An Absolute Maybe

There's little doubt that Johnnie Bernal was not a really good guy. The question remains, though, how bad was he?

Rosenberg argues that fleeing is suspicious behavior. But Elliott says Reynoso left the country because he was afraid Bernal would kill him.

Elliott says he doesn't believe Bernal's story because he doesn't think the boys have the collective brain power to frame Bernal. "These people are not capable of coordinating that depth of a lie and perpetuating it," Elliott says. "You're asking for a complete, instant conspiracy that these people are not capable of carrying out. They're not smart enough."

Plus, Elliott says, when he arrested Bernal, Bernal "made an admission" to him about the shooting. Since Bernal asked for an attorney, Elliott couldn't officially take a statement, and this alleged admission could not be used in court.

Attorney Rosenberg says Bernal did not receive a fair trial.
Monica Fuentes
Attorney Rosenberg says Bernal did not receive a fair trial.
Dilley led Lutheran High North's football and soccer teams to the playoffs.
Dilley led Lutheran High North's football and soccer teams to the playoffs.

"You're asking me to ignore that, because he's lying now," Elliott says. "And I can't personally do that."

At a March hearing before State District Judge Mike Anderson, Rosenberg said that Reynoso matched the original witness description of a short, thin Hispanic with a fade and a round face -- and he looked far more like the composite sketch than Bernal, who is tall, beefy and bald. But Bernal was older than Reynoso -- and Rosenberg says he is "entirely convinced" that since Reynoso was too young to be eligible for the death penalty, Bernal was "a more attractive defendant."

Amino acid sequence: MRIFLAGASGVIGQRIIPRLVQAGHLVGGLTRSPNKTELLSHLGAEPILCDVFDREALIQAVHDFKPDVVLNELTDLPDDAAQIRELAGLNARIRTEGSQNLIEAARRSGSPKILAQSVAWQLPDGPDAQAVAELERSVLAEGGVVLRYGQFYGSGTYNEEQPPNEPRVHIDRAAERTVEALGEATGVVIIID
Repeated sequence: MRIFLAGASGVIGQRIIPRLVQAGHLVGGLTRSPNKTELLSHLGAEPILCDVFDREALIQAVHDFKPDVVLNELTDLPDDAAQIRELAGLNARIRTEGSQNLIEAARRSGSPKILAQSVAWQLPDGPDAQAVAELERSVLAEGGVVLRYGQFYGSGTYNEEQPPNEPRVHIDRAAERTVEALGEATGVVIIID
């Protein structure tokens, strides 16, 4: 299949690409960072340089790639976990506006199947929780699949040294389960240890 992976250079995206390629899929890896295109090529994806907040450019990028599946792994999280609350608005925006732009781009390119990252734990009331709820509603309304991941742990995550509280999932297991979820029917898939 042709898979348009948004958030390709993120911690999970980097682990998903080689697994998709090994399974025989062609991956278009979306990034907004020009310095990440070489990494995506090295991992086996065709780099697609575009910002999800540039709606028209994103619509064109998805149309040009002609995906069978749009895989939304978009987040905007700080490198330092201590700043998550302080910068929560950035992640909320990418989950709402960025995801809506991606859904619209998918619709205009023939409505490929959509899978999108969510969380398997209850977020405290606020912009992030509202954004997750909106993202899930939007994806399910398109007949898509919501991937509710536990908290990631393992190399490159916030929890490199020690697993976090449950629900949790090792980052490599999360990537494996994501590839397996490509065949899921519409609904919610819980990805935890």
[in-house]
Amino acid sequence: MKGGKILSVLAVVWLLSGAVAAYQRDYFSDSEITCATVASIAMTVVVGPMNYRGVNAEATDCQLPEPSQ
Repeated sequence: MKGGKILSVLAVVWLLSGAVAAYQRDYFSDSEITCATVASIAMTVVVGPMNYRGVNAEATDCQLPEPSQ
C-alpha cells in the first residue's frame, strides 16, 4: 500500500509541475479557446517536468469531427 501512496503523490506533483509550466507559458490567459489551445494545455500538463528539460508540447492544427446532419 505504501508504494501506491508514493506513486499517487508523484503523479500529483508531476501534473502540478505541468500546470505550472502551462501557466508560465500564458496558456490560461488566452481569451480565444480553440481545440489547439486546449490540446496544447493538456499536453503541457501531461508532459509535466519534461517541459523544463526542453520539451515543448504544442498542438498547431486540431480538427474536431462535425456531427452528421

Rosenberg requested an evidentiary hearing and argued that there was "no real reason" to believe that Bernal was the murderer. He presented an affidavit from Monica Sauseda, who has a child with Bernal's younger brother. In the affidavit, Sauseda says Sutton came to her job at Party City on FM 1960 and "repeatedly threatened" to take her baby if she did not testify that Bernal had been the shooter on the night of a drive-by and had purposefully shot into a dark home. On the stand, Sauseda was asked if she was threatened in any way. She said yes.

Sutton says he was "shocked and upset" during the trial when she made that statement. "I would never threaten and did not threaten her with anything like that," Sutton says. "I wouldn't do it and didn't do it."

In the state's official response, prosecutors said Sauseda testified that she was telling the truth as Sutton had instructed her to. And when cross-examined, she said she was "not sure if it was a threat" when she said Sutton told her he would take her baby.

"What else could it be but a threat?" Rosenberg asks.

Rosenberg says that the other hole in the state's case is the gun. Baldwin testified that he fired the 11 bullets the police recovered from Bernal's bedroom and they didn't match. He then used an additional 14 bullets of his own before obtaining a match.